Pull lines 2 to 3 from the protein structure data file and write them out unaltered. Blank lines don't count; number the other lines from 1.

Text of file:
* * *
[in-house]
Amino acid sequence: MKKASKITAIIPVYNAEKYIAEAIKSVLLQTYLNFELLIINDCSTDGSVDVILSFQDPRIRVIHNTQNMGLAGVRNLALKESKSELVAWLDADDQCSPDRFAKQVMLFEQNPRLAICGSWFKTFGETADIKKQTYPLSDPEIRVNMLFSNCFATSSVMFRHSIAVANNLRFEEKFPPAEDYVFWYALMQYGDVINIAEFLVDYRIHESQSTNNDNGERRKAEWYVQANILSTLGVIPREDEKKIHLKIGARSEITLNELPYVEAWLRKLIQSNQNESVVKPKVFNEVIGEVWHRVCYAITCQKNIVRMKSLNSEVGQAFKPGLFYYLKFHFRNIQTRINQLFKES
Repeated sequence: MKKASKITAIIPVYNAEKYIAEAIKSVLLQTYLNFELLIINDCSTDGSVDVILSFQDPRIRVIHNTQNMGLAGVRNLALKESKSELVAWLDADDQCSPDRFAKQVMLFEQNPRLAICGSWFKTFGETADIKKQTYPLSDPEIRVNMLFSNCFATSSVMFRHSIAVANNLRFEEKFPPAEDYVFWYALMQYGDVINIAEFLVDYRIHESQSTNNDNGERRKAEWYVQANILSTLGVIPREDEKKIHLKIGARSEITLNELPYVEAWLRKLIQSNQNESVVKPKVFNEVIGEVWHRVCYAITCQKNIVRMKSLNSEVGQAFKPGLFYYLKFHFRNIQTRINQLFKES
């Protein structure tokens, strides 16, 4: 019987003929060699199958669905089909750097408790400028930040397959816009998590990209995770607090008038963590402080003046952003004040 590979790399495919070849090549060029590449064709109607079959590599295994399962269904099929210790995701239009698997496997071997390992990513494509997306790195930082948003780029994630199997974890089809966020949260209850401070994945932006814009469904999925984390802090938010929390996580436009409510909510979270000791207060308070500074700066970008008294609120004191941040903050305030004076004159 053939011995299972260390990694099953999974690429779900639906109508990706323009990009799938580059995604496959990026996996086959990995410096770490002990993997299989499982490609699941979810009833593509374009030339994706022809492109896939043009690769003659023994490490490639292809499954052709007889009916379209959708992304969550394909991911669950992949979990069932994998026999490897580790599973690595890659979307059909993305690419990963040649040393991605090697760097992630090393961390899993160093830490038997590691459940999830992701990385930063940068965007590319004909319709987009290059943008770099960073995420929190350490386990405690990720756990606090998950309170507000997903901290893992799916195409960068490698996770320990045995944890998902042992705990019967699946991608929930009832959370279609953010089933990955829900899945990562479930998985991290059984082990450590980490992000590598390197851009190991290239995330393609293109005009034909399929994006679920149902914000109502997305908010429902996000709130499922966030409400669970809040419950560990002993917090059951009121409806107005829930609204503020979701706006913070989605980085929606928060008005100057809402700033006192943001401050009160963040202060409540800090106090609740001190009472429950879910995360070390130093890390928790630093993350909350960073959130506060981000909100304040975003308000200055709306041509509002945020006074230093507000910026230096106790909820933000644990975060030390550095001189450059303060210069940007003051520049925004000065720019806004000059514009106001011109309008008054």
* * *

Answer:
Amino acid sequence: MKKASKITAIIPVYNAEKYIAEAIKSVLLQTYLNFELLIINDCSTDGSVDVILSFQDPRIRVIHNTQNMGLAGVRNLALKESKSELVAWLDADDQCSPDRFAKQVMLFEQNPRLAICGSWFKTFGETADIKKQTYPLSDPEIRVNMLFSNCFATSSVMFRHSIAVANNLRFEEKFPPAEDYVFWYALMQYGDVINIAEFLVDYRIHESQSTNNDNGERRKAEWYVQANILSTLGVIPREDEKKIHLKIGARSEITLNELPYVEAWLRKLIQSNQNESVVKPKVFNEVIGEVWHRVCYAITCQKNIVRMKSLNSEVGQAFKPGLFYYLKFHFRNIQTRINQLFKES
Repeated sequence: MKKASKITAIIPVYNAEKYIAEAIKSVLLQTYLNFELLIINDCSTDGSVDVILSFQDPRIRVIHNTQNMGLAGVRNLALKESKSELVAWLDADDQCSPDRFAKQVMLFEQNPRLAICGSWFKTFGETADIKKQTYPLSDPEIRVNMLFSNCFATSSVMFRHSIAVANNLRFEEKFPPAEDYVFWYALMQYGDVINIAEFLVDYRIHESQSTNNDNGERRKAEWYVQANILSTLGVIPREDEKKIHLKIGARSEITLNELPYVEAWLRKLIQSNQNESVVKPKVFNEVIGEVWHRVCYAITCQKNIVRMKSLNSEVGQAFKPGLFYYLKFHFRNIQTRINQLFKES